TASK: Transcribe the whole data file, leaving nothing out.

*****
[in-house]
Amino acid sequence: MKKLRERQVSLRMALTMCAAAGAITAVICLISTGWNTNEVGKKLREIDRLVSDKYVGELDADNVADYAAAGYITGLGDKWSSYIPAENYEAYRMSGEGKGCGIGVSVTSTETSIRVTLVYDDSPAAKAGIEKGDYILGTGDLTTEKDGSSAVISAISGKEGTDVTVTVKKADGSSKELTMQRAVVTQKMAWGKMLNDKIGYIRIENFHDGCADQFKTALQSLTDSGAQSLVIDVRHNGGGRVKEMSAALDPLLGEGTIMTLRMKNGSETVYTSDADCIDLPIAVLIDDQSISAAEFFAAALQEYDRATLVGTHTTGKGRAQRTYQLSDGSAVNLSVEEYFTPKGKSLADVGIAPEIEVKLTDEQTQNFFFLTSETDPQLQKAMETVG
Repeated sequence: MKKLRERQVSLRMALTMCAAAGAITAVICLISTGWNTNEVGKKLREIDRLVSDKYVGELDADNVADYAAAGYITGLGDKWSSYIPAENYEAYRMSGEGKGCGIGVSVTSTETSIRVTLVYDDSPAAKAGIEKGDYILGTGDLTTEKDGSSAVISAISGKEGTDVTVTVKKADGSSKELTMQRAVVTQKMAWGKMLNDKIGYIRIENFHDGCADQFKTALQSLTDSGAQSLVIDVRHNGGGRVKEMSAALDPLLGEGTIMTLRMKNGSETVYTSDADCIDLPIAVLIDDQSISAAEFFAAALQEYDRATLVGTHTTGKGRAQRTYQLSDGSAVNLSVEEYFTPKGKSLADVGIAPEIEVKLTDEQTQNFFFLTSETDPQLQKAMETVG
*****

[in-house]
Amino acid sequence: MKKLRERQVSLRMALTMCAAAGAITAVICLISTGWNTNEVGKKLREIDRLVSDKYVGELDADNVADYAAAGYITGLGDKWSSYIPAENYEAYRMSGEGKGCGIGVSVTSTETSIRVTLVYDDSPAAKAGIEKGDYILGTGDLTTEKDGSSAVISAISGKEGTDVTVTVKKADGSSKELTMQRAVVTQKMAWGKMLNDKIGYIRIENFHDGCADQFKTALQSLTDSGAQSLVIDVRHNGGGRVKEMSAALDPLLGEGTIMTLRMKNGSETVYTSDADCIDLPIAVLIDDQSISAAEFFAAALQEYDRATLVGTHTTGKGRAQRTYQLSDGSAVNLSVEEYFTPKGKSLADVGIAPEIEVKLTDEQTQNFFFLTSETDPQLQKAMETVG
Repeated sequence: MKKLRERQVSLRMALTMCAAAGAITAVICLISTGWNTNEVGKKLREIDRLVSDKYVGELDADNVADYAAAGYITGLGDKWSSYIPAENYEAYRMSGEGKGCGIGVSVTSTETSIRVTLVYDDSPAAKAGIEKGDYILGTGDLTTEKDGSSAVISAISGKEGTDVTVTVKKADGSSKELTMQRAVVTQKMAWGKMLNDKIGYIRIENFHDGCADQFKTALQSLTDSGAQSLVIDVRHNGGGRVKEMSAALDPLLGEGTIMTLRMKNGSETVYTSDADCIDLPIAVLIDDQSISAAEFFAAALQEYDRATLVGTHTTGKGRAQRTYQLSDGSAVNLSVEEYFTPKGKSLADVGIAPEIEVKLTDEQTQNFFFLTSETDPQLQKAMETVG